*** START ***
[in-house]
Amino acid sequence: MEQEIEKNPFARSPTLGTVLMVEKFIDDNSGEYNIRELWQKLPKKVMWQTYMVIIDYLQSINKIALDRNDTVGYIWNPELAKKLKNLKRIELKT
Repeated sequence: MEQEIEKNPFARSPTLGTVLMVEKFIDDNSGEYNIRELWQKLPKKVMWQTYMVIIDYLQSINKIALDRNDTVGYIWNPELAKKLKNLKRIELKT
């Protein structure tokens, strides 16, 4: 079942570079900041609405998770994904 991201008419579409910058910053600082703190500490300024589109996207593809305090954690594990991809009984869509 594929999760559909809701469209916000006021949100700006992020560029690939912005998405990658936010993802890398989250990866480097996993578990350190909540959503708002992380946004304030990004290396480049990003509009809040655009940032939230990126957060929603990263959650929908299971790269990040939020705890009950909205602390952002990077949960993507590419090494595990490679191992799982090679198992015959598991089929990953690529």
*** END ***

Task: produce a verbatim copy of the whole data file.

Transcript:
[in-house]
Amino acid sequence: MEQEIEKNPFARSPTLGTVLMVEKFIDDNSGEYNIRELWQKLPKKVMWQTYMVIIDYLQSINKIALDRNDTVGYIWNPELAKKLKNLKRIELKT
Repeated sequence: MEQEIEKNPFARSPTLGTVLMVEKFIDDNSGEYNIRELWQKLPKKVMWQTYMVIIDYLQSINKIALDRNDTVGYIWNPELAKKLKNLKRIELKT
């Protein structure tokens, strides 16, 4: 079942570079900041609405998770994904 991201008419579409910058910053600082703190500490300024589109996207593809305090954690594990991809009984869509 594929999760559909809701469209916000006021949100700006992020560029690939912005998405990658936010993802890398989250990866480097996993578990350190909540959503708002992380946004304030990004290396480049990003509009809040655009940032939230990126957060929603990263959650929908299971790269990040939020705890009950909205602390952002990077949960993507590419090494595990490679191992799982090679198992015959598991089929990953690529």